When Gina Haspel was nominated as the next head of the CIA in March, it re-opened debate on a murky period of recent US history – the use of secretive overseas prisons to torture terror suspects. According to BBC, the spotlight has fallen on Thailand, and one such “black site” which Haspel once ran.
Abu Zubaydah, a 31-year-old Saudi-born Palestinian, believed to be one of Osama Bin Laden’s top lieutenants, had been tortured in Detention Site Green, a CIA’s secretive prison in Thailand. US and Thai officials have consistently denied the existence of such a facility. The controversial methods used on Abu Zubaydah did not produce any useful information. What Gina Haspel’s exact role was is still unclear. When Detention Site Green was closed in December 2002, Abu Zubaydah was flown to another CIA secret detention site in Poland. Eventually he was taken to Guantanamo Bay, where he was seen in public for the first time in August 2016, 14 years after his capture. The US now acknowledges that he was not as important in Al Qaeda as they originally thought. The exact building used to detain and interrogate him in Udon Thani air base is still undisclosed.
CIA director Gina Haspel’s Thailand torture ties
When Gina Haspel was nominated as the next head of the CIA in March, it re-opened debate on a murky period of recent US history – the use of secretive overseas prisons to torture terror suspects. As the BBC’s South East Asia correspondent Jonathan Head reports, the spotlight has fallen on Thailand, and one such “black site” which Haspel once ran.
In early April 2002, a plane took off from an undisclosed air base in Pakistan, en route to Thailand. On board was a special passenger.
Abu Zubaydah, a 31-year-old Saudi-born Palestinian, believed to be one of Osama Bin Laden’s top lieutenants, had been captured a few days earlier in a joint US-Pakistani raid on Al Qaeda safe houses in Faisalabad.
He was now in the hands of CIA agents, who had decided to make him the first “high-value detainee” to be subjected to what they called “enhanced interrogation techniques” – something human rights groups say amounts to torture.
But they needed somewhere to do it. In December 2014 the US Senate Select Committee on Intelligence (SSCI) published an executive summary of a confidential 6,000 page report on these techniques.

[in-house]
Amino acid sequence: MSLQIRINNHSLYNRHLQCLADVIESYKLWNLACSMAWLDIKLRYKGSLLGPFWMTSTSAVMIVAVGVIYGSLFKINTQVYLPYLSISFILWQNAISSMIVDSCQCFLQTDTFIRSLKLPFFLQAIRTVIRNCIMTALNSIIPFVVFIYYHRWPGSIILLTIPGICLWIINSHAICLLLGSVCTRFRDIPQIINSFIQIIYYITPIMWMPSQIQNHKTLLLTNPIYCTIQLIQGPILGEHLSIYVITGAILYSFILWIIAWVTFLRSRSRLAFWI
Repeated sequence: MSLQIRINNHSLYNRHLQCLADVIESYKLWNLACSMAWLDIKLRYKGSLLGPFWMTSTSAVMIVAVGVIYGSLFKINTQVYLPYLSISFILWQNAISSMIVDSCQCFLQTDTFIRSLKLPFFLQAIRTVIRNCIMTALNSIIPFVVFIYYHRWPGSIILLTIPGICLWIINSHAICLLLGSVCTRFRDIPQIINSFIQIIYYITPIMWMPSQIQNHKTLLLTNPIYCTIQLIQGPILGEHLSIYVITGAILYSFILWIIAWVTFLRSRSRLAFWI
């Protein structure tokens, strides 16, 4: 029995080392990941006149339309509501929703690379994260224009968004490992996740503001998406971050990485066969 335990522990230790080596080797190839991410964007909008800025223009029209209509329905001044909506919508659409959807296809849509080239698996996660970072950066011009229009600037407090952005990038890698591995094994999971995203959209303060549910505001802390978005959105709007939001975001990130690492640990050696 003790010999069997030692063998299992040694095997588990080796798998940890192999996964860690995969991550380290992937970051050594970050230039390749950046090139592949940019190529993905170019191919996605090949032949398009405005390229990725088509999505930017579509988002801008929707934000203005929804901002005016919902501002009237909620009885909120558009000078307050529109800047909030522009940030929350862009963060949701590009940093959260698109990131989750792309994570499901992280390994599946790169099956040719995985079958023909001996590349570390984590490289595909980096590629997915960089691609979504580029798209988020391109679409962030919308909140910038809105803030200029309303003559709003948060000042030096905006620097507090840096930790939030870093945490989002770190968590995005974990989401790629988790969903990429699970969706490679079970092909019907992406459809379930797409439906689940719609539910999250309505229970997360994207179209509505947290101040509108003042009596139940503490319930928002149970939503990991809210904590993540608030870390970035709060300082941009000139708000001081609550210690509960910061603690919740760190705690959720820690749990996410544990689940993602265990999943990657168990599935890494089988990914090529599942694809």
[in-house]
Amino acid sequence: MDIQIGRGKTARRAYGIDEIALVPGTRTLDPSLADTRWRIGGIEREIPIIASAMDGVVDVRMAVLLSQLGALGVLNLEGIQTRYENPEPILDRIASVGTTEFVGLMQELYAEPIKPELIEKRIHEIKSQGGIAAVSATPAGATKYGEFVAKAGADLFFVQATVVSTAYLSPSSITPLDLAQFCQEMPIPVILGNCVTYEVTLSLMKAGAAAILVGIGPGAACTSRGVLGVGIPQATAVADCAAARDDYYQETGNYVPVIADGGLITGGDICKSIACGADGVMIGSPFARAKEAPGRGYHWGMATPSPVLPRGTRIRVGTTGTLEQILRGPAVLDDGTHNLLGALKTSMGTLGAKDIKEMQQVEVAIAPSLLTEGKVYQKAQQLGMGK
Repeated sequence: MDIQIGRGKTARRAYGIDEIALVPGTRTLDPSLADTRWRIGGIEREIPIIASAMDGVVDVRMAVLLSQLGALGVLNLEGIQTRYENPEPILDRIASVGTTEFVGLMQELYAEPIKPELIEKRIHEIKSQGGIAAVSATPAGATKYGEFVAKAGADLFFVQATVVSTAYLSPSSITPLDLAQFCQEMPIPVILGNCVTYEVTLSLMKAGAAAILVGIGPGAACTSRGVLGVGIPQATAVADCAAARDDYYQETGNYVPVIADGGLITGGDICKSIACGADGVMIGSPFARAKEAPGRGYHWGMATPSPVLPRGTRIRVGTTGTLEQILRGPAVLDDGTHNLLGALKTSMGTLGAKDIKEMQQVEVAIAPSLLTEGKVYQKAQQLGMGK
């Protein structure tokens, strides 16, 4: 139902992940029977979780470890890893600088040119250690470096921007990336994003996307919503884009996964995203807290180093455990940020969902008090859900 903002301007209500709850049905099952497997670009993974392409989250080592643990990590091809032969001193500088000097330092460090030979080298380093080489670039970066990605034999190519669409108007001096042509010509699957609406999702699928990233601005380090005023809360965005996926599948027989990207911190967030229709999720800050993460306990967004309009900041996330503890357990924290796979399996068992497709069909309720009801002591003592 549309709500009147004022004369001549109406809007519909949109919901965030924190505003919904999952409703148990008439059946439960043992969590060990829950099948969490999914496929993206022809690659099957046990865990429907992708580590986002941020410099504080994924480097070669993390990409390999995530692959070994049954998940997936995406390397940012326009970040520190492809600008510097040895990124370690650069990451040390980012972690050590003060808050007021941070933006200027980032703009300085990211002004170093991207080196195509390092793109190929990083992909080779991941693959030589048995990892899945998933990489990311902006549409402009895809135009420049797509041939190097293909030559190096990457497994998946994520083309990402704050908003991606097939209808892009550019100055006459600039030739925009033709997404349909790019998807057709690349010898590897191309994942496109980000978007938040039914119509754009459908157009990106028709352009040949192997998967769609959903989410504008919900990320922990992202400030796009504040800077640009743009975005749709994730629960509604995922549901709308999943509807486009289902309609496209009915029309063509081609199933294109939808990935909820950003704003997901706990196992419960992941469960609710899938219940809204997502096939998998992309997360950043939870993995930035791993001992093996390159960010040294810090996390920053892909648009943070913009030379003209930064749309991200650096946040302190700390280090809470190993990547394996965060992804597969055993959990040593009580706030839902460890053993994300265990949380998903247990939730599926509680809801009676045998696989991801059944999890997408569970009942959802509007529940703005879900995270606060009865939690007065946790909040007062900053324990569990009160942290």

The place where Abu Zubaydah and at least two other high-value detainees were interrogated is referred to only as Detention Site Green.
Thailand is not named as the host country. US and Thai officials have consistently denied the existence of such a facility, although the Thai denials have at times been less than wholehearted.
But a senior former Thai national security official has confirmed to the BBC that Detention Site Green was located inside the Royal Thai Air Force base in Udon Thani in the north-east. It was not large – just a CIA safe house on the base, he said.
The Americans could operate there so long as the Thai government was kept informed.
“Whenever someone was captured by the Americans, either in other countries or inside Thailand, they were brought through the site, and later sent off again in an American plane,” the official recalls.
The SSCI’s report runs through the CIA’s reasons for choosing Thailand:
1.US military custody was rejected because they would have to inform the International Committee for the Red Cross.
2.The large detention facility at Guantanamo Bay in Cuba was also unsuitable, as they believed secrecy would be difficult to maintain there, and either the FBI or US military might try to take charge of the interrogation.
President Bush approved the transfer of Abu Zubaydah to Detention Site Green on 29 March 2002. The Thai government was informed, and gave its consent, on the same day.
The choice of Thailand, and Udon Thani, would have made sense for a number of reasons:
1.The two countries were treaty allies.
2.Close US-Thai cooperation in military and intelligence affairs went back to the early days of the Cold War.
3.In the 1960s Thailand allowed the US to use air bases on its territory to bomb communist targets in Vietnam, Laos and Cambodia.
4.Udon Thani was one of the main US bases, and was heavily used by the CIA at the time, which had its own fleet of aircraft.
By the time the CIA was considering bringing Al Qaeda suspects to Thailand in 2002, the country had a new prime minister, Thaksin Shinawatra, a confident but abrasive leader who wanted to move his country in a different direction.
He was publicly much cooler towards the Americans than his predecessors, partly driven by the resentment felt by many Thai businesses towards the US for its perceived failure to support them during the 1997 financial crisis.
Mr Thaksin also sought closer ties with China. He insisted that Thailand should remain neutral in President George Bush’s war on terror, and was adamant that Thailand did not have a terrorist problem. Later he would chide the US for criticising his human rights record, complaining that he was not Washington’s “lackey”.
But behind Mr Thaksin’s defiant public face, relations between the two countries, and in particular their military, intelligence and law-enforcement agencies, remained close.